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WIKIPEDIA ARTICLE

From Wikipedia, the free encyclopedia
  (Redirected from Basic Multilingual Plane)
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In the Unicode standard, a plane is a continuous group of 65,536 (= 216) code points. There are 17 planes, identified by the numbers 0 to 16decimal, which corresponds with the possible values 00–10hexadecimal of the first two positions in six position format (hhhhhh). Plane 0 is the Basic Multilingual Plane (BMP), which contains most commonly-used characters. The higher planes 1 through 16 are called "supplementary planes",[1] or humorously "astral planes".[citation needed] As of Unicode version 10.0, six of the planes have assigned code points (characters), and four are named.

The limit of 17 (which is not a power of 2) is due to the design of UTF-16, which can encode 16 supplementary planes and the BMP, to a maximum value of 0x10FFFF,[2] the last code point in plane 16. The encoding scheme used by UTF-8 was designed with a much larger limit of 231 code points (32,768 planes), and can encode 221 code points (32 planes) even if limited to 4 bytes.[3] Since Unicode limits the code points to the 17 planes that can be encoded by UTF-16, code points above 0x10FFFF are invalid in UTF-8 and UTF-32.

The 17 planes can accommodate 1,114,112 code points. Of these, 2,048 are surrogates, 66 are non-characters, and 137,468 are reserved for private use, leaving 974,530 for public assignment.

Planes are further subdivided into Unicode blocks, which, unlike planes, do not have a fixed size. The 280 blocks defined in Unicode 10.0 cover 25% of the possible code point space, and range in size from a minimum of 16 code points (thirteen blocks) to a maximum of 65,536 code points (Supplementary Private Use Area-A and -B, which constitute the entirety of planes 15 and 16). For future usage, ranges of characters have been tentatively mapped out for most known current and ancient writing systems.[4]

Overview[edit]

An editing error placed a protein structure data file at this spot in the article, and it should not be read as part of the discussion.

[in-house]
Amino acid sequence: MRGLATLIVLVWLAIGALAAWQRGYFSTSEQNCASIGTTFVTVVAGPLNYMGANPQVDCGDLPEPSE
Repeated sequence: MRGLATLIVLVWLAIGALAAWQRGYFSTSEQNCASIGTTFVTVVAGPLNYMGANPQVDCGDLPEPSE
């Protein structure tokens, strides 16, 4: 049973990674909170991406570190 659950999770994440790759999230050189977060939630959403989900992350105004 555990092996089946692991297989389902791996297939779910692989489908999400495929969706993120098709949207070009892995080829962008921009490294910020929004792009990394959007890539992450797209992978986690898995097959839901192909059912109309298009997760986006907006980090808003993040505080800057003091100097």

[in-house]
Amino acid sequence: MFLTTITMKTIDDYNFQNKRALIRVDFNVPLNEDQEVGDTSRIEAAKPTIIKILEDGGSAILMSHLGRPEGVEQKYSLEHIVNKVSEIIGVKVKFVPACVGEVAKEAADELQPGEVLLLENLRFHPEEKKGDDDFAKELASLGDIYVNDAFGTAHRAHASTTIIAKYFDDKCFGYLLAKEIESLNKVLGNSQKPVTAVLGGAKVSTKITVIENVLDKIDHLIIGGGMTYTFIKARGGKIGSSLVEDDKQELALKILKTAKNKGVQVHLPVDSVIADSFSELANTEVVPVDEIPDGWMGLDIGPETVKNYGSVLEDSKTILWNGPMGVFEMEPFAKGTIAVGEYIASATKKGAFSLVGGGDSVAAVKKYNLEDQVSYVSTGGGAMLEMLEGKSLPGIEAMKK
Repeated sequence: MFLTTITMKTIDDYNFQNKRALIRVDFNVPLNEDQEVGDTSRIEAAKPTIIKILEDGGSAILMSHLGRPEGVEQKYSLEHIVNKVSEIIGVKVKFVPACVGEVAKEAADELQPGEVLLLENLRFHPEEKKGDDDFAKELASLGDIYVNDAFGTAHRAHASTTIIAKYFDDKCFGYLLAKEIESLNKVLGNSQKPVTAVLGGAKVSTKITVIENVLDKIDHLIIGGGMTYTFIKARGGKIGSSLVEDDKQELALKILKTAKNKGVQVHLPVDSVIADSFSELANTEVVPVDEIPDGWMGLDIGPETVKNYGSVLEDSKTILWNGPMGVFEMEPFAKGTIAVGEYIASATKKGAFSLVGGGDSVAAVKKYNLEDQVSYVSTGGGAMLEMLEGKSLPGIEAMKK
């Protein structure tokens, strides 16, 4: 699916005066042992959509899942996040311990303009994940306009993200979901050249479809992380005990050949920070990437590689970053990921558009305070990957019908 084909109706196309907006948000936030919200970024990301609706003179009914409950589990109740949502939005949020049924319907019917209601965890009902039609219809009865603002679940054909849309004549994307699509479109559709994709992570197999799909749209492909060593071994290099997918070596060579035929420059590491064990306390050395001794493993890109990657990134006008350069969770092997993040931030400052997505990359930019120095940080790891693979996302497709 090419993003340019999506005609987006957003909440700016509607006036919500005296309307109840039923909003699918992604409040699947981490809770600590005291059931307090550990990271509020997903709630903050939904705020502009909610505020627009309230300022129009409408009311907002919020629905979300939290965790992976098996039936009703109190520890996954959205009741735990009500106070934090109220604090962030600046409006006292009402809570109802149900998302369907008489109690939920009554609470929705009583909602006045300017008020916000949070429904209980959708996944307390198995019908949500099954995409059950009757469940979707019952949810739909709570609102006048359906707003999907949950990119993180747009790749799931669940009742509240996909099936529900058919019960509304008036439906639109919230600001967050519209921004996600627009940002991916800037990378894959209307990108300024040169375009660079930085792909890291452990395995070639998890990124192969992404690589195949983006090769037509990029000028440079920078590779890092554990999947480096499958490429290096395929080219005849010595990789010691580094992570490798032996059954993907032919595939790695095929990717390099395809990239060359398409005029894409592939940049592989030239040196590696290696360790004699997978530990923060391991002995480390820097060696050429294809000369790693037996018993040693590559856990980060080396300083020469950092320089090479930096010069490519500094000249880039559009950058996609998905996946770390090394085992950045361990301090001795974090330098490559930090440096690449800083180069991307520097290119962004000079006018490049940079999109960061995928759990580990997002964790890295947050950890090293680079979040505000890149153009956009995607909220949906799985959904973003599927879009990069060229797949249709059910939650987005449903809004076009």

Assigned characters as of Unicode version 10.0
Plane Allocated code points[note 1] Assigned characters[note 2]
 0 BMP 65,424 55,294
 1 SMP 22,240 20,265
2 SIP 60,912 60,859
14 SSP 368 337
15 SPUA-A 65,536
16 SPUA-B 65,536
Totals 280,016 136,755
  1. ^ Code points which have been allocated to a Unicode block.
  2. ^ The total number of graphic, format and control characters (i.e., excluding private-use characters, noncharacters and surrogate code points).

Basic Multilingual Plane[edit]

A map of the Basic Multilingual Plane. Each numbered box represents 256 code points.

The first plane, plane 0, the Basic Multilingual Plane (BMP) contains characters for almost all modern languages, and a large number of symbols. A primary objective for the BMP is to support the unification of prior character sets as well as characters for writing. Most of the assigned code points in the BMP are used to encode Chinese, Japanese, and Korean (CJK) characters.

The High Surrogates (U+D800–U+DBFF) and Low Surrogate (U+DC00–U+DFFF) codes are reserved for encoding non-BMP characters in UTF-16 by using a pair of 16-bit codes: one High Surrogate and one Low Surrogate. A single surrogate code point will never be assigned a character.

65,424 of the 65,536 code points in this plane have been allocated to a Unicode block, leaving just 112 code points in unallocated ranges (48 code points at 0870..089F, 48 code points at 1C90..1CBF and 16 code points at 2FE0..2FEF).